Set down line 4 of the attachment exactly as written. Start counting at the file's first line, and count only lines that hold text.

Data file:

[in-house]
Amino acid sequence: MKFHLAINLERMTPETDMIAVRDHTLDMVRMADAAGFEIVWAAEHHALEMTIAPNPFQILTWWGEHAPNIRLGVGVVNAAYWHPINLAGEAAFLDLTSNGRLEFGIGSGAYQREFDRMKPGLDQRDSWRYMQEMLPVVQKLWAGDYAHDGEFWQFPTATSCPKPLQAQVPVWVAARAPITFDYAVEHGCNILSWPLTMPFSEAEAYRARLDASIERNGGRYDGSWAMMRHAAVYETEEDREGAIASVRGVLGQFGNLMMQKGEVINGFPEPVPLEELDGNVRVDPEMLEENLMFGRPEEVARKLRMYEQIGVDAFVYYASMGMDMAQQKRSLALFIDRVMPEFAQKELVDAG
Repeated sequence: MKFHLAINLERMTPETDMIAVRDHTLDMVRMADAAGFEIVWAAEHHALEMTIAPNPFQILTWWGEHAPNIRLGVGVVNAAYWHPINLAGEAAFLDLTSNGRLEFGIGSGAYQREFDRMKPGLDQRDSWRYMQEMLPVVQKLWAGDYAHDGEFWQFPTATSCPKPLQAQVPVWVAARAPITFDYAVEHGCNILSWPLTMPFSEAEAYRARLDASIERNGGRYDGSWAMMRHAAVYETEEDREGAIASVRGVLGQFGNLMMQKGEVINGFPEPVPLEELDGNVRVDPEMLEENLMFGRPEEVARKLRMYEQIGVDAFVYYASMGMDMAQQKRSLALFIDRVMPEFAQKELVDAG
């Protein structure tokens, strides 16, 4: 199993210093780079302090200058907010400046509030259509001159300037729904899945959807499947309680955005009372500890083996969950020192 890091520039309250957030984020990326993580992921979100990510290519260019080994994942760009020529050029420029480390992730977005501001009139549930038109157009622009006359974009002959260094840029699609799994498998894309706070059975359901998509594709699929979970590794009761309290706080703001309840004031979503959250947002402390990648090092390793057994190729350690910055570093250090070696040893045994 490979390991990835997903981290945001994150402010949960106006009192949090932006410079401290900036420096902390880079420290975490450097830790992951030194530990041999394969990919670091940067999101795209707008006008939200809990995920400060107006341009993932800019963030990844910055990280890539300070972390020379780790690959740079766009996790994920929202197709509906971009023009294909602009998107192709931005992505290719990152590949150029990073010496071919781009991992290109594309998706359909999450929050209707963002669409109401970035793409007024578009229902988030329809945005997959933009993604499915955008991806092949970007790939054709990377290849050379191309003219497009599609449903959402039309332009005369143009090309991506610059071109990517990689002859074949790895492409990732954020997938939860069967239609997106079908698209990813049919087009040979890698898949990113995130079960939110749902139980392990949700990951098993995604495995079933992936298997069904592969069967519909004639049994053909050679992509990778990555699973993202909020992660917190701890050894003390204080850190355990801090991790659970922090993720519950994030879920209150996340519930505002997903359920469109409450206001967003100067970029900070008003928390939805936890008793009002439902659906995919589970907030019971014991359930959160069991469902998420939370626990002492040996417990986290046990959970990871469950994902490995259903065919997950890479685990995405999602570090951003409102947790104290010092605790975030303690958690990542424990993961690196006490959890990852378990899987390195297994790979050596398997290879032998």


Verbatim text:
């Protein structure tokens, strides 16, 4: 199993210093780079302090200058907010400046509030259509001159300037729904899945959807499947309680955005009372500890083996969950020192 890091520039309250957030984020990326993580992921979100990510290519260019080994994942760009020529050029420029480390992730977005501001009139549930038109157009622009006359974009002959260094840029699609799994498998894309706070059975359901998509594709699929979970590794009761309290706080703001309840004031979503959250947002402390990648090092390793057994190729350690910055570093250090070696040893045994 490979390991990835997903981290945001994150402010949960106006009192949090932006410079401290900036420096902390880079420290975490450097830790992951030194530990041999394969990919670091940067999101795209707008006008939200809990995920400060107006341009993932800019963030990844910055990280890539300070972390020379780790690959740079766009996790994920929202197709509906971009023009294909602009998107192709931005992505290719990152590949150029990073010496071919781009991992290109594309998706359909999450929050209707963002669409109401970035793409007024578009229902988030329809945005997959933009993604499915955008991806092949970007790939054709990377290849050379191309003219497009599609449903959402039309332009005369143009090309991506610059071109990517990689002859074949790895492409990732954020997938939860069967239609997106079908698209990813049919087009040979890698898949990113995130079960939110749902139980392990949700990951098993995604495995079933992936298997069904592969069967519909004639049994053909050679992509990778990555699973993202909020992660917190701890050894003390204080850190355990801090991790659970922090993720519950994030879920209150996340519930505002997903359920469109409450206001967003100067970029900070008003928390939805936890008793009002439902659906995919589970907030019971014991359930959160069991469902998420939370626990002492040996417990986290046990959970990871469950994902490995259903065919997950890479685990995405999602570090951003409102947790104290010092605790975030303690958690990542424990993961690196006490959890990852378990899987390195297994790979050596398997290879032998």